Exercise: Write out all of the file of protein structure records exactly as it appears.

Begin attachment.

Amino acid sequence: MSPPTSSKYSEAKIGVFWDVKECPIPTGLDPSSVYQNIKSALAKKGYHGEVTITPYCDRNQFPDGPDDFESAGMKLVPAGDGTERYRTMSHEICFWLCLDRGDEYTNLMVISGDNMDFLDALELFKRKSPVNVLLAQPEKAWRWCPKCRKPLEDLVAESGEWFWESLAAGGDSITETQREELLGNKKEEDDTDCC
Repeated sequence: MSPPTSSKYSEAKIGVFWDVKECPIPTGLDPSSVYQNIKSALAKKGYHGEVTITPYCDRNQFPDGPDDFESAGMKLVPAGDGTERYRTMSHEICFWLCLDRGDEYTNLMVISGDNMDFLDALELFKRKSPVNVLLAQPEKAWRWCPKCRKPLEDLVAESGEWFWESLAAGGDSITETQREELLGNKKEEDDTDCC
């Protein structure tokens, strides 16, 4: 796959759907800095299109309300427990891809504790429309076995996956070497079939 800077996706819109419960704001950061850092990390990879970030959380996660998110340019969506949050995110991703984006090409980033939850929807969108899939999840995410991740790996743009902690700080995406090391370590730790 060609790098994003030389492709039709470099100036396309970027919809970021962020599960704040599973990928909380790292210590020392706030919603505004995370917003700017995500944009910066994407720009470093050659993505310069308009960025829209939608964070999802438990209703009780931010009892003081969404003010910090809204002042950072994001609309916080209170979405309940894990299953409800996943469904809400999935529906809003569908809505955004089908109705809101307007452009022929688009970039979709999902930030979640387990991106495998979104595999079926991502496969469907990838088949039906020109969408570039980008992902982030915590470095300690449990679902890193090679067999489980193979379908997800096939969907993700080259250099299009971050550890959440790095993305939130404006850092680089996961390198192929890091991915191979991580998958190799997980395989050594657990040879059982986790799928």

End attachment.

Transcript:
Amino acid sequence: MSPPTSSKYSEAKIGVFWDVKECPIPTGLDPSSVYQNIKSALAKKGYHGEVTITPYCDRNQFPDGPDDFESAGMKLVPAGDGTERYRTMSHEICFWLCLDRGDEYTNLMVISGDNMDFLDALELFKRKSPVNVLLAQPEKAWRWCPKCRKPLEDLVAESGEWFWESLAAGGDSITETQREELLGNKKEEDDTDCC
Repeated sequence: MSPPTSSKYSEAKIGVFWDVKECPIPTGLDPSSVYQNIKSALAKKGYHGEVTITPYCDRNQFPDGPDDFESAGMKLVPAGDGTERYRTMSHEICFWLCLDRGDEYTNLMVISGDNMDFLDALELFKRKSPVNVLLAQPEKAWRWCPKCRKPLEDLVAESGEWFWESLAAGGDSITETQREELLGNKKEEDDTDCC
């Protein structure tokens, strides 16, 4: 796959759907800095299109309300427990891809504790429309076995996956070497079939 800077996706819109419960704001950061850092990390990879970030959380996660998110340019969506949050995110991703984006090409980033939850929807969108899939999840995410991740790996743009902690700080995406090391370590730790 060609790098994003030389492709039709470099100036396309970027919809970021962020599960704040599973990928909380790292210590020392706030919603505004995370917003700017995500944009910066994407720009470093050659993505310069308009960025829209939608964070999802438990209703009780931010009892003081969404003010910090809204002042950072994001609309916080209170979405309940894990299953409800996943469904809400999935529906809003569908809505955004089908109705809101307007452009022929688009970039979709999902930030979640387990991106495998979104595999079926991502496969469907990838088949039906020109969408570039980008992902982030915590470095300690449990679902890193090679067999489980193979379908997800096939969907993700080259250099299009971050550890959440790095993305939130404006850092680089996961390198192929890091991915191979991580998958190799997980395989050594657990040879059982986790799928």